#aead

no-std aes-ccm

A pure-Rust, #![no_std], zero-allocation AES-CCM implementation ported from TinyCrypt using RustCrypto’s AES

7 releases (4 breaking)

0.5.0 Jun 13, 2020
0.4.1 Mar 17, 2020
0.4.0 Dec 1, 2019
0.3.0 Sep 9, 2019
0.1.0 Aug 19, 2019

#16 in #aead

Download history 10/week @ 2021-05-29 24/week @ 2021-06-05 10/week @ 2021-06-12 2/week @ 2021-06-19 3/week @ 2021-06-26 29/week @ 2021-07-03 5/week @ 2021-07-10 34/week @ 2021-07-17 4/week @ 2021-07-24 26/week @ 2021-07-31 6/week @ 2021-08-07 34/week @ 2021-08-14 11/week @ 2021-08-21 4/week @ 2021-08-28 11/week @ 2021-09-04 22/week @ 2021-09-11

102 downloads per month

MIT/Apache

46KB
789 lines

aes-ccm

Latest version Documentation License

A pure-Rust, #![no_std], zero-allocation AES-CCM implementation ported from TinyCrypt using RustCrypto's AES (with support for optionally swapping in hardware-backed implementations).

It implements the aead::AeadInPlace trait, so it can be used effortlessly together with other implementations.

Overview

CCM (for "Counter with CBC-MAC") mode is a NIST approved mode of operation defined in SP 800-38C.

This implementation accepts:

  1. Both non-empty payload and associated data (it encrypts and authenticates the payload and also authenticates the associated data).
  2. Non-empty payload and empty associated data (it encrypts and authenticates the payload).
  3. Non-empty associated data and empty payload (it degenerates to an authentication mode on the associated data).

The implementation accepts payloads of any length between 0 and 2^16 bytes and associated data of any length between 0 and (2^16 - 2^8) bytes.

Usage

use aes_ccm::{
    aead::{consts::U8, Aead, NewAead, Payload},
    Aes128Ccm,
};

let key = [
    0xC0, 0xC1, 0xC2, 0xC3, 0xC4, 0xC5, 0xC6, 0xC7, 0xC8, 0xC9, 0xCA,
    0xCB, 0xCC, 0xCD, 0xCE, 0xCF,
];

// `U8` represents the tag size as a `typenum` unsigned (8-bytes here)
let ccm = Aes128Ccm::<U8>::new(&key.into());

let nonce = [
    0x00, 0x00, 0x00, 0x03, 0x02, 0x01, 0x00, 0xA0, 0xA1, 0xA2, 0xA3,
    0xA4, 0xA5,
];
let msg = [
    0x08, 0x09, 0x0A, 0x0B, 0x0C, 0x0D, 0x0E, 0x0F, 0x10, 0x11, 0x12,
    0x13, 0x14, 0x15, 0x16, 0x17, 0x18, 0x19, 0x1A, 0x1B, 0x1C, 0x1D,
    0x1E,
];
let associated_data = [0x00, 0x01, 0x02, 0x03, 0x04, 0x05, 0x06, 0x07];

let ciphertext = ccm
    .encrypt(
        &nonce.into(),
        Payload {
            aad: &associated_data,
            msg: &msg,
        },
    )
    .unwrap();

let plaintext = ccm
    .decrypt(
        &nonce.into(),
        Payload {
            aad: &associated_data,
            msg: &ciphertext,
        },
    )
    .unwrap();

assert_eq!(&msg[..], plaintext.as_slice());

In-place Usage (eliminates alloc requirement)

This crate has an optional alloc feature which can be disabled in e.g. microcontroller environments that don't have a heap.

The AeadInPlace::encrypt_in_place and AeadInPlace::decrypt_in_place methods accept any type that impls the aead::Buffer trait which contains the plaintext for encryption or ciphertext for decryption.

Note that if you enable the heapless feature of this crate, you will receive an impl of aead::Buffer for heapless::Vec (re-exported from the aead crate as aead::heapless::Vec), which can then be passed as the buffer parameter to the in-place encrypt and decrypt methods:

use aes_ccm::{
    aead::{
        consts::{U128, U8},
        heapless::Vec,
        AeadInPlace, NewAead,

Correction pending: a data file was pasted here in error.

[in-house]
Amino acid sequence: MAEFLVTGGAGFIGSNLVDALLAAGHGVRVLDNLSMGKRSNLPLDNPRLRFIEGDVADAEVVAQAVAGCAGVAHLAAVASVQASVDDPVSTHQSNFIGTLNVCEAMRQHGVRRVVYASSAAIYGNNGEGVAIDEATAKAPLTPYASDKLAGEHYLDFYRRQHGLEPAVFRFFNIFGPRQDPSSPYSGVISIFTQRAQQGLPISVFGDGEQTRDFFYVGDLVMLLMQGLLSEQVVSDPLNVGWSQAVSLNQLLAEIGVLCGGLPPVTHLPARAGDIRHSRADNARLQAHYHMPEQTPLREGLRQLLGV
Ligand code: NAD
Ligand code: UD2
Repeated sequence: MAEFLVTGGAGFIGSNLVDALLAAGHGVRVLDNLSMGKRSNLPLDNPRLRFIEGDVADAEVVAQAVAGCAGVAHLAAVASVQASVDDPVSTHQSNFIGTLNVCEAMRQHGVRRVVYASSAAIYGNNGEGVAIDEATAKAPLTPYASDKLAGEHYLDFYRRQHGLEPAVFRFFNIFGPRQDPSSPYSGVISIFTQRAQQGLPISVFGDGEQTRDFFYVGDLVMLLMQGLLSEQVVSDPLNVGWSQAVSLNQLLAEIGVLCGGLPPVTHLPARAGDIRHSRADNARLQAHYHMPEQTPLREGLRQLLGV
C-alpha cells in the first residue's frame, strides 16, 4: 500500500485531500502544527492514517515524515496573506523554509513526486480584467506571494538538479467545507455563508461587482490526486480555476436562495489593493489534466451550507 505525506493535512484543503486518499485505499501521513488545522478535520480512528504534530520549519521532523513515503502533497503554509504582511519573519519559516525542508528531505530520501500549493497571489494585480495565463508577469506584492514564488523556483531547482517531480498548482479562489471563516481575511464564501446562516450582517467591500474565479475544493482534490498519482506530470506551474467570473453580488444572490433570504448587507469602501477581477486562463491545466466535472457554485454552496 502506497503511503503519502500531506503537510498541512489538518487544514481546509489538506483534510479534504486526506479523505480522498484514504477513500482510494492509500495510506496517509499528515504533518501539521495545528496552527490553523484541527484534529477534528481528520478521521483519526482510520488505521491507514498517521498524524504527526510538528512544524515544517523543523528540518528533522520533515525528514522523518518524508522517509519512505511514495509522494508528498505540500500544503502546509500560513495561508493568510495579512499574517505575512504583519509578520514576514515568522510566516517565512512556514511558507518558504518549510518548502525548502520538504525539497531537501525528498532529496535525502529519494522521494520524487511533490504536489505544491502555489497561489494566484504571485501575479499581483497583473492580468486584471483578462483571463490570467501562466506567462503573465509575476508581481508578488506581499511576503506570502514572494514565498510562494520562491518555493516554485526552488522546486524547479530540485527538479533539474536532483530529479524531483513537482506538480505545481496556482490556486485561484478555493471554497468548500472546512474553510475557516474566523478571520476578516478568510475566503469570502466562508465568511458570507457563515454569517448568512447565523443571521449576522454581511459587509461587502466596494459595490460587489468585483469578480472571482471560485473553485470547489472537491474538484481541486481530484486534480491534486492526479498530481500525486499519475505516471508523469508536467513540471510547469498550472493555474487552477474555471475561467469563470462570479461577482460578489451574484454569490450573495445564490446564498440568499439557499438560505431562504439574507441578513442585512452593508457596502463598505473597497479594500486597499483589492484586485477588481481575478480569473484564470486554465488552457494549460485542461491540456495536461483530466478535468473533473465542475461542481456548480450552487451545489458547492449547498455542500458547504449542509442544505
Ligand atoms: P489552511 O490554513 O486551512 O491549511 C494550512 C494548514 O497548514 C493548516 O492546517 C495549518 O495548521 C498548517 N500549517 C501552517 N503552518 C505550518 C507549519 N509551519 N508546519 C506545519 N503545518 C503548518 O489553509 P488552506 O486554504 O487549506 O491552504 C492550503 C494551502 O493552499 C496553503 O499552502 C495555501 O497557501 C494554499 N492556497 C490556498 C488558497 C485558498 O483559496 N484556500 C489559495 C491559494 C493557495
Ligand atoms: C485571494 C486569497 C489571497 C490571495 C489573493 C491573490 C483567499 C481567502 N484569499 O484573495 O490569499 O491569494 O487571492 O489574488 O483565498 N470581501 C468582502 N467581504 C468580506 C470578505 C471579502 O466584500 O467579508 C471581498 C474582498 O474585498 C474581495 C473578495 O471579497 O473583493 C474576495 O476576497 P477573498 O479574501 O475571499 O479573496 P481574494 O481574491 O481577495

},
    Aes128Ccm,
};

let key = [
    0xC0, 0xC1, 0xC2, 0xC3, 0xC4, 0xC5, 0xC6, 0xC7, 0xC8, 0xC9, 0xCA,
    0xCB, 0xCC, 0xCD, 0xCE, 0xCF,
];

// `U8` represents the tag size as a `typenum` unsigned (8-bytes here)
let ccm = Aes128Ccm::<U8>::new(&key.into());

let nonce = [
    0x00, 0x00, 0x00, 0x03, 0x02, 0x01, 0x00, 0xA0, 0xA1, 0xA2, 0xA3,
    0xA4, 0xA5,
];
let associated_data = [0x00, 0x01, 0x02, 0x03, 0x04, 0x05, 0x06, 0x07];
let plaintext = [
    0x08, 0x09, 0x0A, 0x0B, 0x0C, 0x0D, 0x0E, 0x0F, 0x10, 0x11, 0x12,
    0x13, 0x14, 0x15, 0x16, 0x17, 0x18, 0x19, 0x1A, 0x1B, 0x1C, 0x1D,
    0x1E,
];

let mut buffer: Vec<u8, U128> = Vec::new();
buffer.extend_from_slice(&plaintext).unwrap();

// Encrypt `buffer` in-place, replacing the plaintext contents with
// ciphertext
ccm.encrypt_in_place(&nonce.into(), &associated_data, &mut buffer)
    .unwrap();
// `buffer` now contains the message ciphertext
assert_ne!(&buffer, &plaintext);

// Decrypt `buffer` in-place, replacing its ciphertext contents with the
// original plaintext
ccm.decrypt_in_place(&nonce.into(), &associated_data, &mut buffer)
    .unwrap();
assert_eq!(&buffer, &plaintext);

Security

I'm not a cryptographer and this hasn't been audited in any way. It is however a careful port of TinyCrypt, so if it's sound, then this should be too.

The MAC length parameter is an important parameter to estimate the security against collision attacks (that aim at finding different messages that produce the same authentication tag). The implementation accepts any even integer between 4 and 16, as suggested in SP 800-38C.

RFC 3610, which also specifies CCM, presents a few relevant security suggestions, such as:

  • It is recommended that most applications use a MAC length greater than 8.
  • The usage of the same nonce for two different messages which are encrypted with the same key destroys the security of CCM mode.

License

Licensed under either of

at your option.

This is a port of TinyCrypt's CCM mode, its license file is in LICENSE-3RD-PARTY.

Contribution

Unless you explicitly state otherwise, any contribution intentionally submitted for inclusion in the work by you, as defined in the Apache-2.0 license, shall be dual licensed as above, without any additional terms or conditions.

Dependencies

~540KB
~13K SLoC